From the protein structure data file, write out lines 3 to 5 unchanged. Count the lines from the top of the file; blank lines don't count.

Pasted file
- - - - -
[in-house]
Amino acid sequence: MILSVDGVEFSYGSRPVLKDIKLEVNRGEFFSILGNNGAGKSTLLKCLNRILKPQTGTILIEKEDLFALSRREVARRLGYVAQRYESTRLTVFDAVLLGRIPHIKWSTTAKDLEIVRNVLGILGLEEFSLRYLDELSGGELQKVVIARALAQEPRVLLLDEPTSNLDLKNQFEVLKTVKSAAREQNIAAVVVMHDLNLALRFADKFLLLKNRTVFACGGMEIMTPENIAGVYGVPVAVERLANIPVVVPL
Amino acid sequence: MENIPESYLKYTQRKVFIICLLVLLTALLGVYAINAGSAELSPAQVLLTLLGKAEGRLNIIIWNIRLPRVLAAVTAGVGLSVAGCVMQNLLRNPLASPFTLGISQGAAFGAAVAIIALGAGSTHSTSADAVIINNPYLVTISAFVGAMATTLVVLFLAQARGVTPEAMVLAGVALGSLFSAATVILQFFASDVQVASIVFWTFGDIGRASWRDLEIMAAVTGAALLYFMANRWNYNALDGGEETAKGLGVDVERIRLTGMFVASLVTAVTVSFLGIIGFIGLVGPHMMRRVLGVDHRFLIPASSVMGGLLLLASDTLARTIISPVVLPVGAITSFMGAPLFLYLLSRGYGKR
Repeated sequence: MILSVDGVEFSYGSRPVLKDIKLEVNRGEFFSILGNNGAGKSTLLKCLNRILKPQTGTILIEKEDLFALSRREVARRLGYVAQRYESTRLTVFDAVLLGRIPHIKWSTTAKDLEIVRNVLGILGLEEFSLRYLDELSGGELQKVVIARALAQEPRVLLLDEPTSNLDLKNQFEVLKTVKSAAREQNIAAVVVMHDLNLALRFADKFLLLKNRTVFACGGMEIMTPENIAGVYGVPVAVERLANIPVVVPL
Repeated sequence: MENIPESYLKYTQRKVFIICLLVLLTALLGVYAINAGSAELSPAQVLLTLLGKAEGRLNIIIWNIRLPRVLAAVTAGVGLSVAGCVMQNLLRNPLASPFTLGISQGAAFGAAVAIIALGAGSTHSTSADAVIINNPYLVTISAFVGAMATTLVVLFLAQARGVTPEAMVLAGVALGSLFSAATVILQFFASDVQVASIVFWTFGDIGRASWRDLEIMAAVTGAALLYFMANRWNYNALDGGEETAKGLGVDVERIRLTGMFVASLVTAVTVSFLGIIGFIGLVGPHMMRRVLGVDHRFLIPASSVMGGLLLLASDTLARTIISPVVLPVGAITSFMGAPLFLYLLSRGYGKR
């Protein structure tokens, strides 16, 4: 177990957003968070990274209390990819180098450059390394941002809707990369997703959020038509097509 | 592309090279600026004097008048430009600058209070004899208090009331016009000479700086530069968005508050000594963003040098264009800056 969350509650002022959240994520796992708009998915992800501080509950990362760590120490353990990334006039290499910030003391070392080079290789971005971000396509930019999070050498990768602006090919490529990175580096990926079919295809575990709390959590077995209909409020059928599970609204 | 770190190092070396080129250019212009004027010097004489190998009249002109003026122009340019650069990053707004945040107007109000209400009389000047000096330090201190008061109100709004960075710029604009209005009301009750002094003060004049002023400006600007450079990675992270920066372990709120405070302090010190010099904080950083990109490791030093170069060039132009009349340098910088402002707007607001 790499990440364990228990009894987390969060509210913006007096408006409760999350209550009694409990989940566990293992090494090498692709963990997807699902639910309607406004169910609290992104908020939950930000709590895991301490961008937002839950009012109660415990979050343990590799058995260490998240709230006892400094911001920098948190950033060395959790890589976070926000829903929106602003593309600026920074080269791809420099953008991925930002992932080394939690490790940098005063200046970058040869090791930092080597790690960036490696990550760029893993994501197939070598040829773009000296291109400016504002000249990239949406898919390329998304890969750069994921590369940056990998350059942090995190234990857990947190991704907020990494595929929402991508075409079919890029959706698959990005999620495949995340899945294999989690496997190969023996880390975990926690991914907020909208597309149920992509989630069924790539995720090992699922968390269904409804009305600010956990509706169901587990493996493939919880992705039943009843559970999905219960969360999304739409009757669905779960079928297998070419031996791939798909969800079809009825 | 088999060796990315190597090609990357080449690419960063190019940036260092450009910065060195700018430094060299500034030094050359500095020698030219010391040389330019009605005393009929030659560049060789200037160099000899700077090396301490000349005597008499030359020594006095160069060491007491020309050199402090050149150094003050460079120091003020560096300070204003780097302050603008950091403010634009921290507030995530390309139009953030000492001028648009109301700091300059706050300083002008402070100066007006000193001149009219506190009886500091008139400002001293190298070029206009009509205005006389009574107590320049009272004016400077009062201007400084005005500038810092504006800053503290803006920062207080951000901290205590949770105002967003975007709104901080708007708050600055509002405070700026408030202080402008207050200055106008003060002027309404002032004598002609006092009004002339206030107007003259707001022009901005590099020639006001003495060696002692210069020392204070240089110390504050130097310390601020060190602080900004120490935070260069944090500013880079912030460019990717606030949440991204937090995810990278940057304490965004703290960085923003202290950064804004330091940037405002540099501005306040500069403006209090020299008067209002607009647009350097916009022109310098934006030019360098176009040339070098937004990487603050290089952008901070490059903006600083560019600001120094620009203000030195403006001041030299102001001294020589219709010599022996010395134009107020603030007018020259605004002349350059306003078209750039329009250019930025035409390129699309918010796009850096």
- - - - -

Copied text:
Amino acid sequence: MENIPESYLKYTQRKVFIICLLVLLTALLGVYAINAGSAELSPAQVLLTLLGKAEGRLNIIIWNIRLPRVLAAVTAGVGLSVAGCVMQNLLRNPLASPFTLGISQGAAFGAAVAIIALGAGSTHSTSADAVIINNPYLVTISAFVGAMATTLVVLFLAQARGVTPEAMVLAGVALGSLFSAATVILQFFASDVQVASIVFWTFGDIGRASWRDLEIMAAVTGAALLYFMANRWNYNALDGGEETAKGLGVDVERIRLTGMFVASLVTAVTVSFLGIIGFIGLVGPHMMRRVLGVDHRFLIPASSVMGGLLLLASDTLARTIISPVVLPVGAITSFMGAPLFLYLLSRGYGKR
Repeated sequence: MILSVDGVEFSYGSRPVLKDIKLEVNRGEFFSILGNNGAGKSTLLKCLNRILKPQTGTILIEKEDLFALSRREVARRLGYVAQRYESTRLTVFDAVLLGRIPHIKWSTTAKDLEIVRNVLGILGLEEFSLRYLDELSGGELQKVVIARALAQEPRVLLLDEPTSNLDLKNQFEVLKTVKSAAREQNIAAVVVMHDLNLALRFADKFLLLKNRTVFACGGMEIMTPENIAGVYGVPVAVERLANIPVVVPL
Repeated sequence: MENIPESYLKYTQRKVFIICLLVLLTALLGVYAINAGSAELSPAQVLLTLLGKAEGRLNIIIWNIRLPRVLAAVTAGVGLSVAGCVMQNLLRNPLASPFTLGISQGAAFGAAVAIIALGAGSTHSTSADAVIINNPYLVTISAFVGAMATTLVVLFLAQARGVTPEAMVLAGVALGSLFSAATVILQFFASDVQVASIVFWTFGDIGRASWRDLEIMAAVTGAALLYFMANRWNYNALDGGEETAKGLGVDVERIRLTGMFVASLVTAVTVSFLGIIGFIGLVGPHMMRRVLGVDHRFLIPASSVMGGLLLLASDTLARTIISPVVLPVGAITSFMGAPLFLYLLSRGYGKR